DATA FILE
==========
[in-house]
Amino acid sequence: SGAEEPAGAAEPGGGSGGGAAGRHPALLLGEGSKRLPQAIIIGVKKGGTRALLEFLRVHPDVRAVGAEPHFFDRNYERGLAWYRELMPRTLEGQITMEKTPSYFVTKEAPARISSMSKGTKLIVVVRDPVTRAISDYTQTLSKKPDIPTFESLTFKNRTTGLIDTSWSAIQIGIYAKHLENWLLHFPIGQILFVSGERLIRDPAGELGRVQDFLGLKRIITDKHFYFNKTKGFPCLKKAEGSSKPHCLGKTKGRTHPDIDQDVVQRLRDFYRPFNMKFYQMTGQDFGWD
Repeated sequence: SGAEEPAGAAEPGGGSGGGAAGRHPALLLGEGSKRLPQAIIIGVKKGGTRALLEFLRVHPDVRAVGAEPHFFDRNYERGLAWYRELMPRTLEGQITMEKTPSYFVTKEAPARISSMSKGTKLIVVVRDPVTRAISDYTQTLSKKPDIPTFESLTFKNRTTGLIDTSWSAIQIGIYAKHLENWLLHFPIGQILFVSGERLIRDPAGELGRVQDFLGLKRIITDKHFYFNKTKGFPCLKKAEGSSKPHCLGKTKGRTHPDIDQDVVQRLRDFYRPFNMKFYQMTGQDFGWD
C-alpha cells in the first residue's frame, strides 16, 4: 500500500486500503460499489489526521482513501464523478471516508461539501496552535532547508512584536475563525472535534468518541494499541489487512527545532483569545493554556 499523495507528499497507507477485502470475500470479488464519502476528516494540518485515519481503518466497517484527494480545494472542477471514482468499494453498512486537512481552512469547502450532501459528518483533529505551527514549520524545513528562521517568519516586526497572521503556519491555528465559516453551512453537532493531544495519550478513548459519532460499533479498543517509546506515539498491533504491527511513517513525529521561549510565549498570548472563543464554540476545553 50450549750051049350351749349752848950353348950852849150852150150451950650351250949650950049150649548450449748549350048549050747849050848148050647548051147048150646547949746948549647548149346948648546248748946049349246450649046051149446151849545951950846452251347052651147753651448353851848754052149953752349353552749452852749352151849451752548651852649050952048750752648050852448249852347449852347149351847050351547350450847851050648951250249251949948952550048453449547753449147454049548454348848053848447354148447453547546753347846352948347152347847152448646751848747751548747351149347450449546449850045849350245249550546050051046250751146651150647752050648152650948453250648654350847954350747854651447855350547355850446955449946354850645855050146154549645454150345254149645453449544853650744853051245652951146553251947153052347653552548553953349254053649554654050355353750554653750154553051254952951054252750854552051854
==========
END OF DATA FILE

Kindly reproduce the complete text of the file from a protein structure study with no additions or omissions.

[in-house]
Amino acid sequence: SGAEEPAGAAEPGGGSGGGAAGRHPALLLGEGSKRLPQAIIIGVKKGGTRALLEFLRVHPDVRAVGAEPHFFDRNYERGLAWYRELMPRTLEGQITMEKTPSYFVTKEAPARISSMSKGTKLIVVVRDPVTRAISDYTQTLSKKPDIPTFESLTFKNRTTGLIDTSWSAIQIGIYAKHLENWLLHFPIGQILFVSGERLIRDPAGELGRVQDFLGLKRIITDKHFYFNKTKGFPCLKKAEGSSKPHCLGKTKGRTHPDIDQDVVQRLRDFYRPFNMKFYQMTGQDFGWD
Repeated sequence: SGAEEPAGAAEPGGGSGGGAAGRHPALLLGEGSKRLPQAIIIGVKKGGTRALLEFLRVHPDVRAVGAEPHFFDRNYERGLAWYRELMPRTLEGQITMEKTPSYFVTKEAPARISSMSKGTKLIVVVRDPVTRAISDYTQTLSKKPDIPTFESLTFKNRTTGLIDTSWSAIQIGIYAKHLENWLLHFPIGQILFVSGERLIRDPAGELGRVQDFLGLKRIITDKHFYFNKTKGFPCLKKAEGSSKPHCLGKTKGRTHPDIDQDVVQRLRDFYRPFNMKFYQMTGQDFGWD
C-alpha cells in the first residue's frame, strides 16, 4: 500500500486500503460499489489526521482513501464523478471516508461539501496552535532547508512584536475563525472535534468518541494499541489487512527545532483569545493554556 499523495507528499497507507477485502470475500470479488464519502476528516494540518485515519481503518466497517484527494480545494472542477471514482468499494453498512486537512481552512469547502450532501459528518483533529505551527514549520524545513528562521517568519516586526497572521503556519491555528465559516453551512453537532493531544495519550478513548459519532460499533479498543517509546506515539498491533504491527511513517513525529521561549510565549498570548472563543464554540476545553 50450549750051049350351749349752848950353348950852849150852150150451950650351250949650950049150649548450449748549350048549050747849050848148050647548051147048150646547949746948549647548149346948648546248748946049349246450649046051149446151849545951950846452251347052651147753651448353851848754052149953752349353552749452852749352151849451752548651852649050952048750752648050852448249852347449852347149351847050351547350450847851050648951250249251949948952550048453449547753449147454049548454348848053848447354148447453547546753347846352948347152347847152448646751848747751548747351149347450449546449850045849350245249550546050051046250751146651150647752050648152650948453250648654350847954350747854651447855350547355850446955449946354850645855050146154549645454150345254149645453449544853650744853051245652951146553251947153052347653552548553953349254053649554654050355353750554653750154553051254952951054252750854552051854